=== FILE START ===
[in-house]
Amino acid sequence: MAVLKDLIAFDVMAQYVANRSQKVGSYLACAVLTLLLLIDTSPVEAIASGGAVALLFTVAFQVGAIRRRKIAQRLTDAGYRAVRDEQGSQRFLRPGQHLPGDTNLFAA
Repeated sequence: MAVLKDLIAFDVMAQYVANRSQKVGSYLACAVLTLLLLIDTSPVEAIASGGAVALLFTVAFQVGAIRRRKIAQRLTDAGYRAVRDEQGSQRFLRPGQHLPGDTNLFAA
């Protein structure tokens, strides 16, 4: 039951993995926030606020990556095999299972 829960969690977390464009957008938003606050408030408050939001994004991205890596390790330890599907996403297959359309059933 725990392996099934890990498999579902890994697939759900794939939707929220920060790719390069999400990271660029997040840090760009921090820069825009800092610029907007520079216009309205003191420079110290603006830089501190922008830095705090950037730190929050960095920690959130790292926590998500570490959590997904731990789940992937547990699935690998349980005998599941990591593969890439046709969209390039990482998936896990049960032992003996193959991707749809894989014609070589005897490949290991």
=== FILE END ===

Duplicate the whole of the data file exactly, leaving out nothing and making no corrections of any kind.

[in-house]
Amino acid sequence: MAVLKDLIAFDVMAQYVANRSQKVGSYLACAVLTLLLLIDTSPVEAIASGGAVALLFTVAFQVGAIRRRKIAQRLTDAGYRAVRDEQGSQRFLRPGQHLPGDTNLFAA
Repeated sequence: MAVLKDLIAFDVMAQYVANRSQKVGSYLACAVLTLLLLIDTSPVEAIASGGAVALLFTVAFQVGAIRRRKIAQRLTDAGYRAVRDEQGSQRFLRPGQHLPGDTNLFAA
């Protein structure tokens, strides 16, 4: 039951993995926030606020990556095999299972 829960969690977390464009957008938003606050408030408050939001994004991205890596390790330890599907996403297959359309059933 725990392996099934890990498999579902890994697939759900794939939707929220920060790719390069999400990271660029997040840090760009921090820069825009800092610029907007520079216009309205003191420079110290603006830089501190922008830095705090950037730190929050960095920690959130790292926590998500570490959590997904731990789940992937547990699935690998349980005998599941990591593969890439046709969209390039990482998936896990049960032992003996193959991707749809894989014609070589005897490949290991």